I was struggling.
My birthday had been the day before. To celebrate, I spent the day in Sotik—a 45 minute car-ride from Tenwek—taking care of some business at the Kenyan Social Security office. Business took longer than anticipated. I discovered that bureaucratic efficiency in Kenya is comparable to that of the US—but with chai breaks.
That night my heart began to feel heavy.
It wasn’t frustration with Kenyan paperwork-I’d had a lovely day practicing Swahili while exploring Sotik.
It wasn’t regret in leaving my 20s behind-I’m grateful the Lord has brought me through another decade.
It wasn’t disappointment over a lack of birthday festivities-I’d actively discouraged these.
I missed home.
I missed my mother-in-law’s home-made bread and sister-in-law Emma’s funfetti cake.
I missed my mom. I missed my sisters. I missed the hand-sewn birthday gifts and nephew-filled get-togethers.
I was especially missing my younger sister April after her visit to Tenwek in early March
The next morning my heart was heavy. I had anticipated this week would be difficult—my first birthday after mom’s death and my first in Kenya. Unfortunately, this anticipation had done nothing to mitigate the severity of my emotions.
That evening I strongly encouraged Clark to go watch a movie with friends. After he left, I put on my PJs and made a huge bowl of kettle-corn. I was less than a page into my book when I heard a knock on our door.
There three friends stood with cake, presents, and appropriately themed napkins. There I stood in a sweat-suit with greasy, popcorn fingers.
Immediately this came to mind: “And my God will supply every need of yours according to his riches in glory in Christ Jesus.” Philippians 4:19
The Lord provided. He provided love and encouragement and fellowship. He provided a heart of gratitude to replace my heart of bitterness.
God promises He will provide our needs. Since this impromptu birthday party, I’ve been amazed to see how God has continued to meet our needs—and often our wants as well.
He provided our friend and colleague from the University of Kentucky. Dr. Iocono came to care for patients while many of Tenwek’s long-term surgeons were at a conference.
The day he arrived he came to our door and spoke to Clark the sweetest words a physician will ever hear: “May I take your pager?”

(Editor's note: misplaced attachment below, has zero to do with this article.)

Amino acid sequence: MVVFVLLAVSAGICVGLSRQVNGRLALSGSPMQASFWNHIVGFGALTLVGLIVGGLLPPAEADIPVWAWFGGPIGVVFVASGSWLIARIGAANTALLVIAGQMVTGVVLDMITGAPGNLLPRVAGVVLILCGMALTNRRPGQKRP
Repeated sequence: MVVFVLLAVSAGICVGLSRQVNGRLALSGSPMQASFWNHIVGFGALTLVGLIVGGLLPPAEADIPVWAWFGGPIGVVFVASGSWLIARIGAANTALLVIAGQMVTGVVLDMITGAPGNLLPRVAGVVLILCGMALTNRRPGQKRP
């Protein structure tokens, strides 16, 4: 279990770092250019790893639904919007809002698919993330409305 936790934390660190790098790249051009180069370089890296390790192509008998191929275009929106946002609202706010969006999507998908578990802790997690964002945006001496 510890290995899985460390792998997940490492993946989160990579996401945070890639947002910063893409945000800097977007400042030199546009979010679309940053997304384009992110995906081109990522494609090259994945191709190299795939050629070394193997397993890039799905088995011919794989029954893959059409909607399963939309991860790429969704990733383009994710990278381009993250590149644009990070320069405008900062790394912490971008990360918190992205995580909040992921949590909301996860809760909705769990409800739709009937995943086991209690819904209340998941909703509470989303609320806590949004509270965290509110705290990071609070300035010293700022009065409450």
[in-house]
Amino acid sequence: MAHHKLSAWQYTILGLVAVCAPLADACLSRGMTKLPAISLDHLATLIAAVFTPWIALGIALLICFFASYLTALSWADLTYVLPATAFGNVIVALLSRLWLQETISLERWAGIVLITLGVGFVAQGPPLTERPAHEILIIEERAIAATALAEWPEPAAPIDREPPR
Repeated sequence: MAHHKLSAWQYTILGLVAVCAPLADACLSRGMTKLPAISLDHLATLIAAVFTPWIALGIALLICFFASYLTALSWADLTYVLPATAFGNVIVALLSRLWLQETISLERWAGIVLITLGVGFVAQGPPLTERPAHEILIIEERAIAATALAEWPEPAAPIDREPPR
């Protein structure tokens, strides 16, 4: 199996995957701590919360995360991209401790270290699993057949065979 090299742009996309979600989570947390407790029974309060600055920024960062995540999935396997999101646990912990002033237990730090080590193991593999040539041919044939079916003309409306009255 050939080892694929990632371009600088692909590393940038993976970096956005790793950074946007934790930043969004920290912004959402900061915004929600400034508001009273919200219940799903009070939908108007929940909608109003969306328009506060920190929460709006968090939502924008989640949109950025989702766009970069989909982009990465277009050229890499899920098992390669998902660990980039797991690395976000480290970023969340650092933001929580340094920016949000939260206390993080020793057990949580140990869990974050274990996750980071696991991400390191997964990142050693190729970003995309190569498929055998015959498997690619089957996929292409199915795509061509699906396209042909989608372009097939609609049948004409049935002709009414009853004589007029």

Prior to leaving Kenya, Dr. Iocono came and showered us with presents. It was as if he’d bugged our apartment; his gifts of power cords, flash lights, pens, potato chips, and cheese had all been wants repeatedly uttered the weeks leading up to his visit.
Daily we are aware of the provision that has brought us to Kenya. The Lord has mobilized friends, family, acquaintances, and strangers to join in the work He’s doing here.
This week we shared dinner with the Jacksons, an endocrinologist and speech pathologist who served at Tenwek in the early 80s. Their support of us began before ever meeting us.
And His provision continued. As I was preparing that meal, I realized that we had no vegetables and the small shops where I usually purchase produce were not open because of the Easter weekend. But then, in ample time to accompany our chicken and rice, our language tutor Carol showed up with surplus sukuma (a delicious kale-like green) from her garden.
Since that birthday reminder of God’s provision, I’ve been daily overwhelmed by God’s goodness to us—whether through gifts of shelter or friendship or comfort or cheese. And I’ve found that when my heart is full of gratitude, there is no room for apathy or bitterness or self-pity, but only peace.
In your life, what want is He answering? What need is He providing? Take a moment to rejoice and rest in His provision.
“Give thanks to the God of heaven, for his steadfast love endures forever.” Ps 136:26
[Written by Val Sleeth]